The faculty, staff, researchers, and affiliates of the Haas Institute work together with multidisciplinary approaches to learn, research, and construct solutions for society's most pressing issues. Our programs and initiatives are all designed to effect transformative change.
News, research reports, presentations, videos, maps, and much more can be found in our Resources section, all of which have been developed to make our work accessible and impactful for all who are working to advance inclusion and belonging.
Meet Our Fellows
Anetra Brown received her Bachelors of Science degree in Sociology with a concentration in race, ethnicity, and social change at the University of Oregon. For the last several years she’s worked in the nonprofit sector helping organizations develop and execute diversity, equity and inclusion initiatives and goals. Outside of her professional life, she has served as Education Chair for the NAACP Eugene/Springfield chapter and is currently on the board for the University of Oregon Black Alumni Network. At the Haas Institute, she will be working with the California Community Partnerships team analyzing the causes and potential solutions to the Bay Area housing affordability and equity crisis.
Onisha Etkins is a Ph.D. student studying Population Health Sciences at the Harvard T.H. Chan School of Public Health. Broadly, Onisha is interested in exploring public health inequities as it relates to race and ethnicity. She is studying mental health in U.S. Caribbean immigrant communities and Black immigrant communities generally. Onisha's work is influenced by her own upbringing as a first generation Guyanese-American and growing up in a predominantly Caribbean immigrant community. Onisha is originally from Brooklyn, New York and received a Master's of Science in Community Health and Prevention Research ('17) and a BA in Science, Technology, and Society ('16) at Stanford University. As a summer fellow, she will be working with the Just Public Finance program to understand and address public health disparities related to water insecurity in the Detroit, Michigan area.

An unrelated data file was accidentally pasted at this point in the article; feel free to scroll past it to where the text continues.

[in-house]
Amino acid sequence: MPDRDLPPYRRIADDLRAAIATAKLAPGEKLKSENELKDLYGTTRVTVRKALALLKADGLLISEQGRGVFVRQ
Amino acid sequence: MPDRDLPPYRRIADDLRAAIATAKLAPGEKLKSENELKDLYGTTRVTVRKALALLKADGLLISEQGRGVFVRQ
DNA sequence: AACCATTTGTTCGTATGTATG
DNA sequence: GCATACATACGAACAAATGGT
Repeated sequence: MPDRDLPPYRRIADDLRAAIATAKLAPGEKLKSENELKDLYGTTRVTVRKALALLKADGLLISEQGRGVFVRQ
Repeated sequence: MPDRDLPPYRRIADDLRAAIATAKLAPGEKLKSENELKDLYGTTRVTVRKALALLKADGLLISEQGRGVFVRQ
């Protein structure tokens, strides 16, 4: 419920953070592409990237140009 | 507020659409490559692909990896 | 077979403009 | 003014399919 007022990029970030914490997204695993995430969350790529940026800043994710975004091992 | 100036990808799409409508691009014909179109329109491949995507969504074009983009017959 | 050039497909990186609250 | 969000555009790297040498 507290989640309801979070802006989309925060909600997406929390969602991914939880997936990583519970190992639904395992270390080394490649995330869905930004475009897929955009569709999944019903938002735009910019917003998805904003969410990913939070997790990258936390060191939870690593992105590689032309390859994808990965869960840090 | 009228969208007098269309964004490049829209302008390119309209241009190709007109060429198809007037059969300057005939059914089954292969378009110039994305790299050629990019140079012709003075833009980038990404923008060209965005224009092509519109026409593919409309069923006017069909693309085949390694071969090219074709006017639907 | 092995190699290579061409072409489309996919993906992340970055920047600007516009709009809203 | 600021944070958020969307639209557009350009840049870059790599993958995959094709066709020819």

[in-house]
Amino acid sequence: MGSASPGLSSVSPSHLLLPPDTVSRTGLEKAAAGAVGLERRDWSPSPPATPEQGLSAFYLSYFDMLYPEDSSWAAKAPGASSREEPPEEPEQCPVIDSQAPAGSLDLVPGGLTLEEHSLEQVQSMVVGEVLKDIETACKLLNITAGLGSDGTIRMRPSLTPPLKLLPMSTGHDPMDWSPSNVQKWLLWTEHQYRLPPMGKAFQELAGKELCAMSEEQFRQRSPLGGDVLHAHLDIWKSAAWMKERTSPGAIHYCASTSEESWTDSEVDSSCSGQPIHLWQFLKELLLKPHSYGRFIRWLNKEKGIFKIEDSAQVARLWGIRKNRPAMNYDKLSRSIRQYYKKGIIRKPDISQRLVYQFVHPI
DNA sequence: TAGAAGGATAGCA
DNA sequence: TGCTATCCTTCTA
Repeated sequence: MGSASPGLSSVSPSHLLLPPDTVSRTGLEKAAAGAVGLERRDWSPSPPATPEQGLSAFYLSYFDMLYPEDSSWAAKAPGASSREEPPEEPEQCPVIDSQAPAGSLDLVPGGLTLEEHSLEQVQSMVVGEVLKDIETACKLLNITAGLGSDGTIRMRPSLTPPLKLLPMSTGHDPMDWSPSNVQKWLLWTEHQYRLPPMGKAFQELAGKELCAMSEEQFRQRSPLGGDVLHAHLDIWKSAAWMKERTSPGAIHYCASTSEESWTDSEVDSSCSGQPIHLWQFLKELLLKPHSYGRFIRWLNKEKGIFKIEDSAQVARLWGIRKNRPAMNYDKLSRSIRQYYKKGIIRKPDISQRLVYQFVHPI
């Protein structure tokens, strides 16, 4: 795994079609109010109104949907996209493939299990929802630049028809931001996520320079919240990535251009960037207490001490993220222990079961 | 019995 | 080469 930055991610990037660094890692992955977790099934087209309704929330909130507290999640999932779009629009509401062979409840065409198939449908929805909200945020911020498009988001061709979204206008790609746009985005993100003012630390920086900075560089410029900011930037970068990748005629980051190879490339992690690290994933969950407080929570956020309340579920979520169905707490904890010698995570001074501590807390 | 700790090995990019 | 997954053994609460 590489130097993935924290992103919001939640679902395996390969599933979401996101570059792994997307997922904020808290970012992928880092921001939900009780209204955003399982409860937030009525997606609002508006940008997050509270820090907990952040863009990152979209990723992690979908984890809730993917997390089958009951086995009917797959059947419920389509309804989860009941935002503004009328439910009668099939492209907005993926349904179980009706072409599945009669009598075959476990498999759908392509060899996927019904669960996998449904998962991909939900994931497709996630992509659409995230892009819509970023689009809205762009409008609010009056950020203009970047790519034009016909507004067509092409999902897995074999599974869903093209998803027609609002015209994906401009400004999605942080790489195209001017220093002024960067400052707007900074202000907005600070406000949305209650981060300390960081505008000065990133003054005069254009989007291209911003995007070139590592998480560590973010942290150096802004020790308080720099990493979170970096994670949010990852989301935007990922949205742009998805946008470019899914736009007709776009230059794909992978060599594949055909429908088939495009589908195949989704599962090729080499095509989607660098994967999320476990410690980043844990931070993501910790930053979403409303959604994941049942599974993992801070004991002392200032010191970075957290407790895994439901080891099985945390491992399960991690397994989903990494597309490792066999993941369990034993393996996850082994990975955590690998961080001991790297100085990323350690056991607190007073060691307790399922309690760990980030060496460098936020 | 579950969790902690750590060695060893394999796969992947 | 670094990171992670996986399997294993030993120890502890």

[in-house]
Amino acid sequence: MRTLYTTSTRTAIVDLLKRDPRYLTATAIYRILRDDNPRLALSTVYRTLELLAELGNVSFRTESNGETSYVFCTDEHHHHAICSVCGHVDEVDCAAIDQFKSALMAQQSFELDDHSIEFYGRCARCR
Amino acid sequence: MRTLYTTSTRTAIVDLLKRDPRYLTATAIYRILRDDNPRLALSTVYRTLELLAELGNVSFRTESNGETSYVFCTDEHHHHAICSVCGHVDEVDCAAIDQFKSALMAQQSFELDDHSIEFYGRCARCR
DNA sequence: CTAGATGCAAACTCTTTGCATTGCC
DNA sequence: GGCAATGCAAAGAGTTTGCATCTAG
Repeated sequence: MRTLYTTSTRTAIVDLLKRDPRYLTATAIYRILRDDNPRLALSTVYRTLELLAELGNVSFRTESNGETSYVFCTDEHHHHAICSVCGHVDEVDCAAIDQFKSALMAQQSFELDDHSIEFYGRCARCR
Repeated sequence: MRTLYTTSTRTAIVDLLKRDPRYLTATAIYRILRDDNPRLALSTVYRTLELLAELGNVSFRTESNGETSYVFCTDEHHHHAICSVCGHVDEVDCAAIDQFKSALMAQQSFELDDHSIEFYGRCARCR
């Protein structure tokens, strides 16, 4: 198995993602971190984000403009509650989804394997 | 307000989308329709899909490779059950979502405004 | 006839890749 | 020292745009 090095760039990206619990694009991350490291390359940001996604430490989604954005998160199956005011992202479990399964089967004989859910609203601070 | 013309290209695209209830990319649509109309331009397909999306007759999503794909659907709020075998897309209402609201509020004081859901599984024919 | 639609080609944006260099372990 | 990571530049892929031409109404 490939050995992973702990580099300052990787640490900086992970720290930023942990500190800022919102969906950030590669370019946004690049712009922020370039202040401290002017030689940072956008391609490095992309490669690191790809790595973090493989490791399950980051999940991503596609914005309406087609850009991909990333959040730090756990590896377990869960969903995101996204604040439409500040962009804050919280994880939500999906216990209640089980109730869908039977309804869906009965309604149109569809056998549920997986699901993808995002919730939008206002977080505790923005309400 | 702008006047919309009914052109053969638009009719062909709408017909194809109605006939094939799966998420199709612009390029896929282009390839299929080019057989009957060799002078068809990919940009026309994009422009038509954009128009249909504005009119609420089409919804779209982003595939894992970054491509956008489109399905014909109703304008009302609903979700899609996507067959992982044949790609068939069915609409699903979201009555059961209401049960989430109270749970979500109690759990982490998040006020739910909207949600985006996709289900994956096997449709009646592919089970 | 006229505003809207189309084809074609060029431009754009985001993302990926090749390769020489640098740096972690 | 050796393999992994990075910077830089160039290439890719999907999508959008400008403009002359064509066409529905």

Adiba Hasanis an international student and recent graduate of Augustana College where she earned a Bachelors of Arts in Political Science and Religion. During her time as an undergraduate student, she was the president of Augie International and co-founder of Búhos (English as Second Language program for the local community) on campus. As part of the organizations, Adiba contributed to increasing intercultural competency by organizing cultural events and raising awareness about the immigrant population that lack educational resources around campus. In addition, she interned with the American Bar Association in Washington, D.C. where she assisted immigrant detainees. Currently, Adiba is a summer fellow at the Haas Institute for a Fair and Inclusive Society at the University of California, Berkeley working on the Blueprint for Belonging initiative as part of the Network for Transformative Change.